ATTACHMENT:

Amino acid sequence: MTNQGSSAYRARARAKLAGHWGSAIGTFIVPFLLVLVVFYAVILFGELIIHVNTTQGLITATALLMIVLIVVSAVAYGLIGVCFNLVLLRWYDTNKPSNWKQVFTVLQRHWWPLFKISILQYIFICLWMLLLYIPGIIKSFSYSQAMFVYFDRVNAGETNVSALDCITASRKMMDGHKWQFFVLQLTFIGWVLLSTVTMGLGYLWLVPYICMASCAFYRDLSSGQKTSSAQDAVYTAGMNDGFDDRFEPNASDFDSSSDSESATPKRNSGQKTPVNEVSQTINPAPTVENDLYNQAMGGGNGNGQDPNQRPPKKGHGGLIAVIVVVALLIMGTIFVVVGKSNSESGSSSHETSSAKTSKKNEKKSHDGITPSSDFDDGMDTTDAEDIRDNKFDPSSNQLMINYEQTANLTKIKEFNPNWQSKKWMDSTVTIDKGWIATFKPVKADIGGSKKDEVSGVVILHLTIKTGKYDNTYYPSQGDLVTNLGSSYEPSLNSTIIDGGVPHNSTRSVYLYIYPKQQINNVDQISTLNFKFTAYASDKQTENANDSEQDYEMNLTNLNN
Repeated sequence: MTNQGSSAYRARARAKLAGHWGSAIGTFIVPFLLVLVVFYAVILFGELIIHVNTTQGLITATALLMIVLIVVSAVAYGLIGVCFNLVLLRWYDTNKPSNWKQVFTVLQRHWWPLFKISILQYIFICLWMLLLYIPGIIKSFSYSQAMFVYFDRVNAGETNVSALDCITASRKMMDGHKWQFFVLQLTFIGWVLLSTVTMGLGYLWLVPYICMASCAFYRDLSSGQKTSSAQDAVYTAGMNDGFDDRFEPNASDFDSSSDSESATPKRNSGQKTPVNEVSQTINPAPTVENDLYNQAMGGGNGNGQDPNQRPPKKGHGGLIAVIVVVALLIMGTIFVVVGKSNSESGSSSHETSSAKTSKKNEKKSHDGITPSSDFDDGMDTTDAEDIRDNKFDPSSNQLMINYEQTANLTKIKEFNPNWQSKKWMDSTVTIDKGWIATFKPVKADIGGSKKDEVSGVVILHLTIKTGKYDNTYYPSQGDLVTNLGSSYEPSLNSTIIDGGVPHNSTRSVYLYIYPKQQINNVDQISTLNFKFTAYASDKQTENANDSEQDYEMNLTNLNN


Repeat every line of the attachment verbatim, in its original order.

Amino acid sequence: MTNQGSSAYRARARAKLAGHWGSAIGTFIVPFLLVLVVFYAVILFGELIIHVNTTQGLITATALLMIVLIVVSAVAYGLIGVCFNLVLLRWYDTNKPSNWKQVFTVLQRHWWPLFKISILQYIFICLWMLLLYIPGIIKSFSYSQAMFVYFDRVNAGETNVSALDCITASRKMMDGHKWQFFVLQLTFIGWVLLSTVTMGLGYLWLVPYICMASCAFYRDLSSGQKTSSAQDAVYTAGMNDGFDDRFEPNASDFDSSSDSESATPKRNSGQKTPVNEVSQTINPAPTVENDLYNQAMGGGNGNGQDPNQRPPKKGHGGLIAVIVVVALLIMGTIFVVVGKSNSESGSSSHETSSAKTSKKNEKKSHDGITPSSDFDDGMDTTDAEDIRDNKFDPSSNQLMINYEQTANLTKIKEFNPNWQSKKWMDSTVTIDKGWIATFKPVKADIGGSKKDEVSGVVILHLTIKTGKYDNTYYPSQGDLVTNLGSSYEPSLNSTIIDGGVPHNSTRSVYLYIYPKQQINNVDQISTLNFKFTAYASDKQTENANDSEQDYEMNLTNLNN
Repeated sequence: MTNQGSSAYRARARAKLAGHWGSAIGTFIVPFLLVLVVFYAVILFGELIIHVNTTQGLITATALLMIVLIVVSAVAYGLIGVCFNLVLLRWYDTNKPSNWKQVFTVLQRHWWPLFKISILQYIFICLWMLLLYIPGIIKSFSYSQAMFVYFDRVNAGETNVSALDCITASRKMMDGHKWQFFVLQLTFIGWVLLSTVTMGLGYLWLVPYICMASCAFYRDLSSGQKTSSAQDAVYTAGMNDGFDDRFEPNASDFDSSSDSESATPKRNSGQKTPVNEVSQTINPAPTVENDLYNQAMGGGNGNGQDPNQRPPKKGHGGLIAVIVVVALLIMGTIFVVVGKSNSESGSSSHETSSAKTSKKNEKKSHDGITPSSDFDDGMDTTDAEDIRDNKFDPSSNQLMINYEQTANLTKIKEFNPNWQSKKWMDSTVTIDKGWIATFKPVKADIGGSKKDEVSGVVILHLTIKTGKYDNTYYPSQGDLVTNLGSSYEPSLNSTIIDGGVPHNSTRSVYLYIYPKQQINNVDQISTLNFKFTAYASDKQTENANDSEQDYEMNLTNLNN